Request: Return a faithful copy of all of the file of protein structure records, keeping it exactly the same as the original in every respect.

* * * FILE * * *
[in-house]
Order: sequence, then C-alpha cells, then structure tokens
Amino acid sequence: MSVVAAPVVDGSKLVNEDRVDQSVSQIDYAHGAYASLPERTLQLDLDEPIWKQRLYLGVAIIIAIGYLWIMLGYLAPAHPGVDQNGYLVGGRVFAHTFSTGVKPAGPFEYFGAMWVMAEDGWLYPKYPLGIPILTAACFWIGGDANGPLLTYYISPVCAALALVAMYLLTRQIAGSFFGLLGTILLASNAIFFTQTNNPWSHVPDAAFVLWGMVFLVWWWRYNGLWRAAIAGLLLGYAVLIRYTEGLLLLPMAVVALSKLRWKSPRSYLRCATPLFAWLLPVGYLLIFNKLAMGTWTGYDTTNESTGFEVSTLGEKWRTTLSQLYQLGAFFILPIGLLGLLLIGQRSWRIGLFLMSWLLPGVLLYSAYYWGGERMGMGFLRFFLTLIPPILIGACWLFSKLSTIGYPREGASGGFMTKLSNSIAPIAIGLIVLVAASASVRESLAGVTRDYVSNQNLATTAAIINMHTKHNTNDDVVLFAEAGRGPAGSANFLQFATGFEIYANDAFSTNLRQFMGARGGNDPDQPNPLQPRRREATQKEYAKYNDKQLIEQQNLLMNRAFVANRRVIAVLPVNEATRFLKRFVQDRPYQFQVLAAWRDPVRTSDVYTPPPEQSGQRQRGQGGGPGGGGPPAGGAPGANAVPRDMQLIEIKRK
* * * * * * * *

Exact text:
[in-house]
Order: sequence, then C-alpha cells, then structure tokens
Amino acid sequence: MSVVAAPVVDGSKLVNEDRVDQSVSQIDYAHGAYASLPERTLQLDLDEPIWKQRLYLGVAIIIAIGYLWIMLGYLAPAHPGVDQNGYLVGGRVFAHTFSTGVKPAGPFEYFGAMWVMAEDGWLYPKYPLGIPILTAACFWIGGDANGPLLTYYISPVCAALALVAMYLLTRQIAGSFFGLLGTILLASNAIFFTQTNNPWSHVPDAAFVLWGMVFLVWWWRYNGLWRAAIAGLLLGYAVLIRYTEGLLLLPMAVVALSKLRWKSPRSYLRCATPLFAWLLPVGYLLIFNKLAMGTWTGYDTTNESTGFEVSTLGEKWRTTLSQLYQLGAFFILPIGLLGLLLIGQRSWRIGLFLMSWLLPGVLLYSAYYWGGERMGMGFLRFFLTLIPPILIGACWLFSKLSTIGYPREGASGGFMTKLSNSIAPIAIGLIVLVAASASVRESLAGVTRDYVSNQNLATTAAIINMHTKHNTNDDVVLFAEAGRGPAGSANFLQFATGFEIYANDAFSTNLRQFMGARGGNDPDQPNPLQPRRREATQKEYAKYNDKQLIEQQNLLMNRAFVANRRVIAVLPVNEATRFLKRFVQDRPYQFQVLAAWRDPVRTSDVYTPPPEQSGQRQRGQGGGPGGGGPPAGGAPGANAVPRDMQLIEIKRK